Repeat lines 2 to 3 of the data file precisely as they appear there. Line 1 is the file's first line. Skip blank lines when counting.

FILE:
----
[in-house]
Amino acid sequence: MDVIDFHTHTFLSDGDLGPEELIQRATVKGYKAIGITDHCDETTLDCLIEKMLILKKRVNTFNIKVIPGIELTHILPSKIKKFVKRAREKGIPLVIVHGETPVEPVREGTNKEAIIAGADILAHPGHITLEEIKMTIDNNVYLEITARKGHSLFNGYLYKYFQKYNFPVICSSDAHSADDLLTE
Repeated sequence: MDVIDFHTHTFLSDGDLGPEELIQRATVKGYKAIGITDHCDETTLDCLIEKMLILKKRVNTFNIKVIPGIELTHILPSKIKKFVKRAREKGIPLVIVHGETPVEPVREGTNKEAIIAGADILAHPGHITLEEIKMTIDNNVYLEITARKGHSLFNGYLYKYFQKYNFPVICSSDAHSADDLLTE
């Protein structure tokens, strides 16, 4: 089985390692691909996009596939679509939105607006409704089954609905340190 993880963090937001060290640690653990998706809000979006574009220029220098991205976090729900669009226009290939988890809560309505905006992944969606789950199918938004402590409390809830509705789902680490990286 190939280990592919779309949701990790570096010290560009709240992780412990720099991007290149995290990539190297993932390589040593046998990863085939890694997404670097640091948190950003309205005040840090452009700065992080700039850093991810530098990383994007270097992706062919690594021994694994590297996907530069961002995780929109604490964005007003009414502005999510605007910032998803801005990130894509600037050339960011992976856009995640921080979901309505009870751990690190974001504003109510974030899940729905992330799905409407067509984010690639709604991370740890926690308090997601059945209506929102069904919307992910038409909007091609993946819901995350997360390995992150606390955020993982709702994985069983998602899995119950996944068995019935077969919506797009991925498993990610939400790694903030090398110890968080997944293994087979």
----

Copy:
Amino acid sequence: MDVIDFHTHTFLSDGDLGPEELIQRATVKGYKAIGITDHCDETTLDCLIEKMLILKKRVNTFNIKVIPGIELTHILPSKIKKFVKRAREKGIPLVIVHGETPVEPVREGTNKEAIIAGADILAHPGHITLEEIKMTIDNNVYLEITARKGHSLFNGYLYKYFQKYNFPVICSSDAHSADDLLTE
Repeated sequence: MDVIDFHTHTFLSDGDLGPEELIQRATVKGYKAIGITDHCDETTLDCLIEKMLILKKRVNTFNIKVIPGIELTHILPSKIKKFVKRAREKGIPLVIVHGETPVEPVREGTNKEAIIAGADILAHPGHITLEEIKMTIDNNVYLEITARKGHSLFNGYLYKYFQKYNFPVICSSDAHSADDLLTE